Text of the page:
Tag Archives: (CEU

On the Scope of Distributive Justice

July 5-7, Central European University, Budapest
Organized by the Departments of Philosophy and Political Science and the Global Justice Network
Venue: Central European University, Nador utca 13, Room 001

11.30-13.00: Keynote Address
• Samuel Scheffler (New York University): The Practice of Equality
• Janos Kis (Central European University): Response
• Shlomi Segall (The Hebrew University of Jerusalem): The Problem with Inequality
• Christian Seidel (University of Erlangen): Vindicating Distributive Equality
• Paul Kelleher (University of Wisconsin-Madison): Distributive Justice is Associative, Relational, Egalitarian, and Prioritarian
• Emily Crookston (Coastal Carolina University): Refusing to Take Up the Slack or Just Slacking?
• Sem de Maagt (Erasmus University Rotterdam): Social Ontology, Practice Dependency, and Normative Political Theory read more...

Posted in Notices | Tagged , , | Leave a comment

CFP: Democracy and Legitimacy: Dealing with Extremism

CEU Budapest: 22-23 July 2010 | CFP: 30 April 2010

Please submit a 400 words abstract, suitable for blind review to molesA [at] ceu.hu or to MiklosiZ [at] ceu.hu before the 30 April 2010. The conference is fee of charge, but participants will need to provide for their own travel costs.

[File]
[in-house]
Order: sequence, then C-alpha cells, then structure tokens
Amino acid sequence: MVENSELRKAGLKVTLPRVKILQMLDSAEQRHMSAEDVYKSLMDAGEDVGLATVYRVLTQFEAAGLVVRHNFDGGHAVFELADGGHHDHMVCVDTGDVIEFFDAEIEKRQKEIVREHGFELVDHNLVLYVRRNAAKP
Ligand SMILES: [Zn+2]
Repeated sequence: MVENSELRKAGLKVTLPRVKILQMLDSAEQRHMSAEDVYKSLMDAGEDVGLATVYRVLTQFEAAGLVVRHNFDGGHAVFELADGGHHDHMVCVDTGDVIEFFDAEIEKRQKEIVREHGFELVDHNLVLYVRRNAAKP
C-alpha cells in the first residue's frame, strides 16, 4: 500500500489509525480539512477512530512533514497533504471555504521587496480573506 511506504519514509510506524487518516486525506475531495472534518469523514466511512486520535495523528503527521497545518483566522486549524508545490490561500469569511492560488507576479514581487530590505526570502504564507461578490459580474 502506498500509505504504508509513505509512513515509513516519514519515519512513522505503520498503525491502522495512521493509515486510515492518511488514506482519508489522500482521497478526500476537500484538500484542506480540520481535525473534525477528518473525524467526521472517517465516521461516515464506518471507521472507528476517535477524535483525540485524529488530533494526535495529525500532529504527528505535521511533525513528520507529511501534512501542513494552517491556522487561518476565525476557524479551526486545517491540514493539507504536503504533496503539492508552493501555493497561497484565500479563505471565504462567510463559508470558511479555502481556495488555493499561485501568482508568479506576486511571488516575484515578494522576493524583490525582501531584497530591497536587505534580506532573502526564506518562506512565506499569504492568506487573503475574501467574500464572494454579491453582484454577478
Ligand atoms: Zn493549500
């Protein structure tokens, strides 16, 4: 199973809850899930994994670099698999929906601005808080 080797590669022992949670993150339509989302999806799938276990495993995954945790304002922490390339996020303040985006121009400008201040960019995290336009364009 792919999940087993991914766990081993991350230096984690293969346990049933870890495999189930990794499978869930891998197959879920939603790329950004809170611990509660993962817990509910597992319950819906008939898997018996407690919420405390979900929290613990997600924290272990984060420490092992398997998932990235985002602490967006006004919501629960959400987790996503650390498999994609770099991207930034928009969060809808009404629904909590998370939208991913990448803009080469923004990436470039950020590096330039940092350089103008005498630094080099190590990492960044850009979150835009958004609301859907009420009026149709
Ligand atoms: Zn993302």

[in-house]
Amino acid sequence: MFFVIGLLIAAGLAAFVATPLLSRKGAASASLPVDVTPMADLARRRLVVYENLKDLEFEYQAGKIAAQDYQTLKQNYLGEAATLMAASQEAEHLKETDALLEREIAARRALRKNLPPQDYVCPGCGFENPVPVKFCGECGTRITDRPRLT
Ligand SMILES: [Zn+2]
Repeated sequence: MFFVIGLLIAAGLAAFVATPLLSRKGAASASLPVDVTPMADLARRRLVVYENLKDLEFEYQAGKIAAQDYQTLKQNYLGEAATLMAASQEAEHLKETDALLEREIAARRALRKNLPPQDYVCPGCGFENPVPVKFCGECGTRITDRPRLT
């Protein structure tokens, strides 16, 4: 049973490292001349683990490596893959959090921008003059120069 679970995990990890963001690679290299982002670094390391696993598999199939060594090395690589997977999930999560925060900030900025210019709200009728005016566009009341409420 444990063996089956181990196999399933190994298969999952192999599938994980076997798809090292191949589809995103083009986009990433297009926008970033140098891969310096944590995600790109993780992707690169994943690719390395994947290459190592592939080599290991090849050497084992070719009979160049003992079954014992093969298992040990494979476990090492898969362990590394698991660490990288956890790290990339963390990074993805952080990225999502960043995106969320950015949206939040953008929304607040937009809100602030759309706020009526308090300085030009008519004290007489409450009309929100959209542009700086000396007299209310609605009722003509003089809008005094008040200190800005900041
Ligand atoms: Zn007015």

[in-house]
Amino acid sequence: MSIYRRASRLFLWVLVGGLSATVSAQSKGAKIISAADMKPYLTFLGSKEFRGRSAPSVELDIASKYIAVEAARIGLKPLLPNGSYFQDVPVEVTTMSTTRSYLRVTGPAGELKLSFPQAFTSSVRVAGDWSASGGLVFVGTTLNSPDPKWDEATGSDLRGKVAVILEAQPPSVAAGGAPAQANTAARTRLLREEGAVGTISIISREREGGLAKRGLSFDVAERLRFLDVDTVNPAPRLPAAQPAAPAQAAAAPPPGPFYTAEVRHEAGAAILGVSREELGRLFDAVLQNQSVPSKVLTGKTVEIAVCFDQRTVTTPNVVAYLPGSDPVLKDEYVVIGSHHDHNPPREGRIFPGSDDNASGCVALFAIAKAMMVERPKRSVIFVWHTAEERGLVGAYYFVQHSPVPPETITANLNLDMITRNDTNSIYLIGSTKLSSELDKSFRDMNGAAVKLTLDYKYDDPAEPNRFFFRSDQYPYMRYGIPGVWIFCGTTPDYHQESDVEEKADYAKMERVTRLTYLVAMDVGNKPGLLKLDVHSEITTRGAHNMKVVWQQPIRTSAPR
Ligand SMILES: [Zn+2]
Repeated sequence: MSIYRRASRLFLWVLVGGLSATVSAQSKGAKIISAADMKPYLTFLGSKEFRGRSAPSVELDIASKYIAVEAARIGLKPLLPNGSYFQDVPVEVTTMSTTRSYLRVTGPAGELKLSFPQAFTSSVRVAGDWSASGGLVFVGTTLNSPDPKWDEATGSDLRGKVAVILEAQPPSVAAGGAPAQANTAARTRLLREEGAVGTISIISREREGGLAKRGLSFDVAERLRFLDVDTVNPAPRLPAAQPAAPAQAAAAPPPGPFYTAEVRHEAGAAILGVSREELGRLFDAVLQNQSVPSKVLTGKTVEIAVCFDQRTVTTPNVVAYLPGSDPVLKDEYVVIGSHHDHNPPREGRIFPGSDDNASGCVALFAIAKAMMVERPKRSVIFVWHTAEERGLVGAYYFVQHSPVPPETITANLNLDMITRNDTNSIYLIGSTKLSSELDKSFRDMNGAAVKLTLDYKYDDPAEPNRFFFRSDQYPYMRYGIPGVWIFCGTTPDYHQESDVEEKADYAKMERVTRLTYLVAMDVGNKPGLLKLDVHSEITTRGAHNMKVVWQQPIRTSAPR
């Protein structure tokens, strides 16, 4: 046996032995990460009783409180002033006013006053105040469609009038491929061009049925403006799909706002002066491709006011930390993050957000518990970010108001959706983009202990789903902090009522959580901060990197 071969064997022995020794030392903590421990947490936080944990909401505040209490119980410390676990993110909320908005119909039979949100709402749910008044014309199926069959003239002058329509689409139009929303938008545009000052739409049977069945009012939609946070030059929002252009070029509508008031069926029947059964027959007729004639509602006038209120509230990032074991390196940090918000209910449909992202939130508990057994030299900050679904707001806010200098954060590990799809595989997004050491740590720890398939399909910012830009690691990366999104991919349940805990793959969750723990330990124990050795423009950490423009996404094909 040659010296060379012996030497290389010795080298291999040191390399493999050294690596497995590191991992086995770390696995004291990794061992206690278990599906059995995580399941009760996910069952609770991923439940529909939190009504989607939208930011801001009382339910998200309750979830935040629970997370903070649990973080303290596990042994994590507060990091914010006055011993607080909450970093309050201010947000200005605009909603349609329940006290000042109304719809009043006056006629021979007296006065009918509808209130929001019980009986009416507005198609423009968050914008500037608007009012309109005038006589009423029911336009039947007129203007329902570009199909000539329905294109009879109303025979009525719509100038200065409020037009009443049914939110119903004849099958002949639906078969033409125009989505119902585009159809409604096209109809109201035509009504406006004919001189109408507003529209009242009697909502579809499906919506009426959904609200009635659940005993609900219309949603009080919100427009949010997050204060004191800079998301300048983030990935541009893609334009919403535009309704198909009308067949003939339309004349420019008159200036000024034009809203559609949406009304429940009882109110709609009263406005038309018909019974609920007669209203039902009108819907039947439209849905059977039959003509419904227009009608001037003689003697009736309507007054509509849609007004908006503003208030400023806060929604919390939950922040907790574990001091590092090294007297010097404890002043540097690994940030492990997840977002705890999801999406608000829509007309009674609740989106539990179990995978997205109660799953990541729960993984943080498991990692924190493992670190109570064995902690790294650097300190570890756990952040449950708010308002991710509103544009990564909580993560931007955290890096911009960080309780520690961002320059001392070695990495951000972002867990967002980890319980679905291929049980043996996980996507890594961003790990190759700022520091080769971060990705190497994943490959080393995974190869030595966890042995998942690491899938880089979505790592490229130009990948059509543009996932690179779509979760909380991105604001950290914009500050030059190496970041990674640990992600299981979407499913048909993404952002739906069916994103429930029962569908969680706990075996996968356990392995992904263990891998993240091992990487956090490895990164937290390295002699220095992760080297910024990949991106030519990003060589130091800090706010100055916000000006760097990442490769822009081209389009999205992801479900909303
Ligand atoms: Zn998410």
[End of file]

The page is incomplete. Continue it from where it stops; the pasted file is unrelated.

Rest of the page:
Twenty years after the fall of Communism we witness an important rise in support for right wing political parties across Europe. In the last European elections the vote shifted to the right dramatically. Worryingly, far right political parties have fared well recently in the UK, Bulgaria, Italy, Austria, the Netherlands and Hungary. All of these countries have representatives from far right wing parties in the European Parliament. Many analysts suggest that people are turning to the far right groups as a reaction to (what they perceive as) shortcomings in democratic regimes.

In the face of these developments several questions arise: what resources does democracy have to resist far right parties? And more generally how should liberal democracy respond to illiberal groups? In many cases, these groups challenge the limits of free speech, making necessary to reflect once again on to what extent and why even “hate speech” ought to be protected against legal restrictions. On a related note, some governments have reacted against some groups by restricting the scope of free association or by interfering with the entry policies of some groups. Are there any limits to private association?

Posted in Calls for Papers, Conferences, Notices | Tagged , , , | Leave a comment